A bricking attack deletes software from an IoT device with weak security, rendering it useless, or bricked. Attackers may use bricking attacks as part of a multi-stage attack, in which they brick some devices to hide any clues they may have left when launching the primary attack. Bricking makes it difficult or impossible for forensic analysts to discover remnants of malware that would provide information on who, how or why the primary attack was conducted.
Spambots harvest emails from websites, forums, guestbooks, chat rooms and anyplace else users enter their email addresses. Once acquired, the emails are used to create accounts and send spam messages. Over 80 percent of spam is thought to come from botnets.
What are the Types of Botnets?
Botnets can be categorized into two types:
- Centralized, Client-Server Model
- Decentralized, Peer-to-Peer (P2P) Model
The first generation of botnets operated on a client-server architecture, where the command-and-control (C&C) server operates the entire botnet.
Due to its simplicity, centralized botnets are still used today. However, the disadvantage to using a centralized model over a P2P model is that it is susceptible to a single point of failure.
The two most common C&C communication channels are IRC and HTTP:
IRC (Internet Relay Chat) botnet
IRC botnets are among the earliest types of botnet and are controlled remotely with a pre-configured IRC server and channel. The bots connect to the IRC server and await the bot herder’s commands.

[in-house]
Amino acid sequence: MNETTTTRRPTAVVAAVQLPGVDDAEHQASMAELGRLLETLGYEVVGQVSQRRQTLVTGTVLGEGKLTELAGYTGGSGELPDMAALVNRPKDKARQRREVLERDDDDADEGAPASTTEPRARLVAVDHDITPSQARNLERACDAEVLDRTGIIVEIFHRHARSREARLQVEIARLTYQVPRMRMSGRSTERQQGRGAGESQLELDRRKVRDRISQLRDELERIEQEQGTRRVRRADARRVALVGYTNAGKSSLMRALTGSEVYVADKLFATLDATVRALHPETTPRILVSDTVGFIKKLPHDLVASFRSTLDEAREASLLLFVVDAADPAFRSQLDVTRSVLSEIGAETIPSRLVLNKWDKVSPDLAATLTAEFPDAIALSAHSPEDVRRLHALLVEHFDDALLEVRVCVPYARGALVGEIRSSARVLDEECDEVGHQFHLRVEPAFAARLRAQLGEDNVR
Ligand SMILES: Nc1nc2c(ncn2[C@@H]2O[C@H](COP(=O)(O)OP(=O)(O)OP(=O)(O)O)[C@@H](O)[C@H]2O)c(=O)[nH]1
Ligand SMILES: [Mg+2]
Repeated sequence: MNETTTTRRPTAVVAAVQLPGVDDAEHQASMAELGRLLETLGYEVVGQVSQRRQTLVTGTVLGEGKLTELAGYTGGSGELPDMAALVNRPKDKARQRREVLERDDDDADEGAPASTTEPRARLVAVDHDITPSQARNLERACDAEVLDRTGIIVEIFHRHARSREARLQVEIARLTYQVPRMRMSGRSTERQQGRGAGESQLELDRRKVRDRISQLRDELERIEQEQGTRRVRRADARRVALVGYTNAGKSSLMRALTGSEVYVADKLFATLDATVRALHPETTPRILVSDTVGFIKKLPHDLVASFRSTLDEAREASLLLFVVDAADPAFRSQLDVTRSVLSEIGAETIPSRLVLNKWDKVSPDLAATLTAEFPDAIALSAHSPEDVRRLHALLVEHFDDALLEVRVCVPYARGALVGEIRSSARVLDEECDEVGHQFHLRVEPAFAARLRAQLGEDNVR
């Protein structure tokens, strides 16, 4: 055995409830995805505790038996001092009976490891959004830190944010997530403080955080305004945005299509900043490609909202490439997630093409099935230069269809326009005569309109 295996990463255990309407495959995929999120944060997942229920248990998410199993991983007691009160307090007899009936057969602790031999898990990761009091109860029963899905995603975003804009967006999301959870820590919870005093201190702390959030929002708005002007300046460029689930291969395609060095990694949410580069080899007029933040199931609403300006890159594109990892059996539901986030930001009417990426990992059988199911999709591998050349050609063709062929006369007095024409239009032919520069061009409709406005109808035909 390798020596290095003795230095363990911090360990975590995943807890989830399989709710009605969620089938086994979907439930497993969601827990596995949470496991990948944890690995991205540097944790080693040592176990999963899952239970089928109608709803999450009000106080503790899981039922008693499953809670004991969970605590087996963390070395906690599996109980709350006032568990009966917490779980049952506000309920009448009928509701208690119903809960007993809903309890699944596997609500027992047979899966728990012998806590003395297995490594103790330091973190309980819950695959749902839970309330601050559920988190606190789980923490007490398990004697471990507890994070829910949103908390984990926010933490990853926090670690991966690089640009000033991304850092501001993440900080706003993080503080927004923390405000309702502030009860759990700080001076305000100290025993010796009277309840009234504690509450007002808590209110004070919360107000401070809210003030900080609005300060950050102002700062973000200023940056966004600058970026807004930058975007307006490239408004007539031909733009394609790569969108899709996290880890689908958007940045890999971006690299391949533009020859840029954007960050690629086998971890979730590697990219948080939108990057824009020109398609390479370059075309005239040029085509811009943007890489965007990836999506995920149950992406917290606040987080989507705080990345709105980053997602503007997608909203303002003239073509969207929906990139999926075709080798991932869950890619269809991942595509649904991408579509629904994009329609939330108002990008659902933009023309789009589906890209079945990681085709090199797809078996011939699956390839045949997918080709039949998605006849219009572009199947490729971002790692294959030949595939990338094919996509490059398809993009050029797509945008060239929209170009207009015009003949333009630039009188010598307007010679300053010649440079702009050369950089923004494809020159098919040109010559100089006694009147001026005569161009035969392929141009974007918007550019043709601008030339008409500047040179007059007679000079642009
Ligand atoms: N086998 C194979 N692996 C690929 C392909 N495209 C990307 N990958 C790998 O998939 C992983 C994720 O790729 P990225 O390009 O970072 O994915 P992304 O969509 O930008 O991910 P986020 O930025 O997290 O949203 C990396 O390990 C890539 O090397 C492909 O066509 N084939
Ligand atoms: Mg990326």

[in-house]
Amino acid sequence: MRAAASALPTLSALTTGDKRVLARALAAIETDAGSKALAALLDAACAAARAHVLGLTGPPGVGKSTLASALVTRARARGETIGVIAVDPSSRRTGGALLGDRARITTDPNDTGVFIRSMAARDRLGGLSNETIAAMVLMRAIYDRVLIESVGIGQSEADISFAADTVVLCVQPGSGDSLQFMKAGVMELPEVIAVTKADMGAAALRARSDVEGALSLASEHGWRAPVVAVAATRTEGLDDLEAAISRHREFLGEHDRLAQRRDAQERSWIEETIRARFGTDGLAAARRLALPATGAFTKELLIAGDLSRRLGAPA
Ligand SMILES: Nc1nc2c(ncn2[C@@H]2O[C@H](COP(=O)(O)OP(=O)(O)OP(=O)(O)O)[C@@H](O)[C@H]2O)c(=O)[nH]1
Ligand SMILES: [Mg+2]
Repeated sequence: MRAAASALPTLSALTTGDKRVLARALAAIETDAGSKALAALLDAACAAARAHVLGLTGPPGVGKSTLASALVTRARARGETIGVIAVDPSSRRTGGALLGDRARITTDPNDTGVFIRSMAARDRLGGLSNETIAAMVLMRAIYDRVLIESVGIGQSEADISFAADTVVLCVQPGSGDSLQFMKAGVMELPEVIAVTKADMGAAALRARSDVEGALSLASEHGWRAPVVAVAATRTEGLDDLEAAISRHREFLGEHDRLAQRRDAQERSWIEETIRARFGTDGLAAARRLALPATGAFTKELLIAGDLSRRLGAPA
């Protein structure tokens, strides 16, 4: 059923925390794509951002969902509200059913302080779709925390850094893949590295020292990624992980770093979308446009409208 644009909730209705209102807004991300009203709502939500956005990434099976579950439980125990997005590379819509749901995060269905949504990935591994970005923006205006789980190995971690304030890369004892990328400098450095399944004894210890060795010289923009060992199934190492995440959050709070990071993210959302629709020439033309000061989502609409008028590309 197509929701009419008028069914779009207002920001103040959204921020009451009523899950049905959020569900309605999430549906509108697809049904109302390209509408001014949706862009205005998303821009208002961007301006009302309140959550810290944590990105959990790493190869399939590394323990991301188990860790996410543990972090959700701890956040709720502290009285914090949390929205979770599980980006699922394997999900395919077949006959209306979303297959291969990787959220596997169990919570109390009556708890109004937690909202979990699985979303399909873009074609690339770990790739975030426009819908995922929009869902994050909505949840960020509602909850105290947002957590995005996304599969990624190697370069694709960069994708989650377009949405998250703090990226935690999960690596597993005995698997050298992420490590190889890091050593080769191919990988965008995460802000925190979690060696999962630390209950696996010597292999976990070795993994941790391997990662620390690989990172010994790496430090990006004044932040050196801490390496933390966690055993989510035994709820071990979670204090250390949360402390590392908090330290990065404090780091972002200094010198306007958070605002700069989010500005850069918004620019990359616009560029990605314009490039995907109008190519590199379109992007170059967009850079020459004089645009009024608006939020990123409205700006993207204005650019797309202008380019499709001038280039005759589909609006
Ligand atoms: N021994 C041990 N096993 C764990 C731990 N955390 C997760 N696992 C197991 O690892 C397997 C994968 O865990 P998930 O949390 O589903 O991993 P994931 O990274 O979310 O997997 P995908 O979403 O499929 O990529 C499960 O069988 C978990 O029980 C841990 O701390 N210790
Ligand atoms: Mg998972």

An HTTP botnet is a web-based botnet through which the bot herder uses the HTTP protocol to send commands. Bots will periodically visit the server to get updates and new commands. Using HTTP protocol allows the herder to mask their activities as normal web traffic.
The new generation of botnets are peer-to-peer, where bots share commands and information with each other and are not in direct contact with the C&C server.
P2P botnets are harder to implement than IRC or HTTP botnets, but are also more resilient because they do not rely on one centralized server. Instead, each bot works independently as both a client and a server, updating and sharing information in a coordinated manner between devices in the botnet.
How does a Botnet Work?
Here’s a simplified version of how a botnet is created:
- A hacker starts with the initial malware infection to create zombie devices using techniques like web downloads, exploit kits, popup ads, and email attachments
- If it’s a centralized botnet, the herder will direct the zombie device to a C&C server. If it’s a P2P botnet, peer propagation begins and the zombie devices seek to connect with other infected devices.
- The zombie device will then download the latest update from the C&C channel to receive its order.
- The bot then proceeds with it’s orders and engages in malicious activities.
Tips to Avoid Being Caught in a Net
To prevent your IoT devices from becoming zombified, we recommend your organization consider the following recommendations:
- A regular security awareness training program that teaches users/employees to identify malicious links
- A well-run patch program to protect against the latest vulnerabilities
- A quality antivirus solution that is kept up to date and scans the network regularly
- Deploy an intrusion detection system (IDS) across your network
- An endpoint protection solution that includes rootkit detection capability and that can detect and block malicious network traffic